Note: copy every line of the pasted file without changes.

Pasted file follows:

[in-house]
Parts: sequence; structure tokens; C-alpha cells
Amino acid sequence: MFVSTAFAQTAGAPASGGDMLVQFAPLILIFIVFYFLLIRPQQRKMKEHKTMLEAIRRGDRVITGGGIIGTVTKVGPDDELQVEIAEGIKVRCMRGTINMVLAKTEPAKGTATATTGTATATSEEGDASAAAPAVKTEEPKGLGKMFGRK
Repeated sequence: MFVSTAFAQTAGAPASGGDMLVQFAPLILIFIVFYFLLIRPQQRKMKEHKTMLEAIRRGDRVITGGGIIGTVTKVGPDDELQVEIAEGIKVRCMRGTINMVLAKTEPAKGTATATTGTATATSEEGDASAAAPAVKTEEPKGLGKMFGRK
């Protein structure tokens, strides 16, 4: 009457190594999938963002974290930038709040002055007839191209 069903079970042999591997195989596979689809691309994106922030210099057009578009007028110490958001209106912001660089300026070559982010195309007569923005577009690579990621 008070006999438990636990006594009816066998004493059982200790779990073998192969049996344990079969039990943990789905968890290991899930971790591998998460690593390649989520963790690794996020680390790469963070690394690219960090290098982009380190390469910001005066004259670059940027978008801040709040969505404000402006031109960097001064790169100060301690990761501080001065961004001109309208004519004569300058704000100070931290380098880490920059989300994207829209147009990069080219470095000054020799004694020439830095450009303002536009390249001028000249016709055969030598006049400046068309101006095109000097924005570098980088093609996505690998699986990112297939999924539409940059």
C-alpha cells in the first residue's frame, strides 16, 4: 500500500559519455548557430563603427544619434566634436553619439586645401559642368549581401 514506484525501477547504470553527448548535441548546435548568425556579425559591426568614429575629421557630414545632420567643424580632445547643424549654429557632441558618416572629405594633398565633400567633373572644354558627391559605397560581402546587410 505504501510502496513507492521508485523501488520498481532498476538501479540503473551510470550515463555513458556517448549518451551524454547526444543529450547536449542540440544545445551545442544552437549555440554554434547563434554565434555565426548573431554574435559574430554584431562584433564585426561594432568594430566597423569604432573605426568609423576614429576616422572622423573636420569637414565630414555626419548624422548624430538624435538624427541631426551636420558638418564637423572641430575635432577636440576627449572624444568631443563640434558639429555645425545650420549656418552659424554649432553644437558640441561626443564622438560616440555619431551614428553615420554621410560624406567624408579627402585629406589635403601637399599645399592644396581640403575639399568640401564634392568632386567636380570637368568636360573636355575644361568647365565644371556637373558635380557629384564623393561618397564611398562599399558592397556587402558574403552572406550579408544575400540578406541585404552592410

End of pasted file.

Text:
[in-house]
Parts: sequence; structure tokens; C-alpha cells
Amino acid sequence: MFVSTAFAQTAGAPASGGDMLVQFAPLILIFIVFYFLLIRPQQRKMKEHKTMLEAIRRGDRVITGGGIIGTVTKVGPDDELQVEIAEGIKVRCMRGTINMVLAKTEPAKGTATATTGTATATSEEGDASAAAPAVKTEEPKGLGKMFGRK
Repeated sequence: MFVSTAFAQTAGAPASGGDMLVQFAPLILIFIVFYFLLIRPQQRKMKEHKTMLEAIRRGDRVITGGGIIGTVTKVGPDDELQVEIAEGIKVRCMRGTINMVLAKTEPAKGTATATTGTATATSEEGDASAAAPAVKTEEPKGLGKMFGRK
């Protein structure tokens, strides 16, 4: 009457190594999938963002974290930038709040002055007839191209 069903079970042999591997195989596979689809691309994106922030210099057009578009007028110490958001209106912001660089300026070559982010195309007569923005577009690579990621 008070006999438990636990006594009816066998004493059982200790779990073998192969049996344990079969039990943990789905968890290991899930971790591998998460690593390649989520963790690794996020680390790469963070690394690219960090290098982009380190390469910001005066004259670059940027978008801040709040969505404000402006031109960097001064790169100060301690990761501080001065961004001109309208004519004569300058704000100070931290380098880490920059989300994207829209147009990069080219470095000054020799004694020439830095450009303002536009390249001028000249016709055969030598006049400046068309101006095109000097924005570098980088093609996505690998699986990112297939999924539409940059």
C-alpha cells in the first residue's frame, strides 16, 4: 500500500559519455548557430563603427544619434566634436553619439586645401559642368549581401 514506484525501477547504470553527448548535441548546435548568425556579425559591426568614429575629421557630414545632420567643424580632445547643424549654429557632441558618416572629405594633398565633400567633373572644354558627391559605397560581402546587410 505504501510502496513507492521508485523501488520498481532498476538501479540503473551510470550515463555513458556517448549518451551524454547526444543529450547536449542540440544545445551545442544552437549555440554554434547563434554565434555565426548573431554574435559574430554584431562584433564585426561594432568594430566597423569604432573605426568609423576614429576616422572622423573636420569637414565630414555626419548624422548624430538624435538624427541631426551636420558638418564637423572641430575635432577636440576627449572624444568631443563640434558639429555645425545650420549656418552659424554649432553644437558640441561626443564622438560616440555619431551614428553615420554621410560624406567624408579627402585629406589635403601637399599645399592644396581640403575639399568640401564634392568632386567636380570637368568636360573636355575644361568647365565644371556637373558635380557629384564623393561618397564611398562599399558592397556587402558574403552572406550579408544575400540578406541585404552592410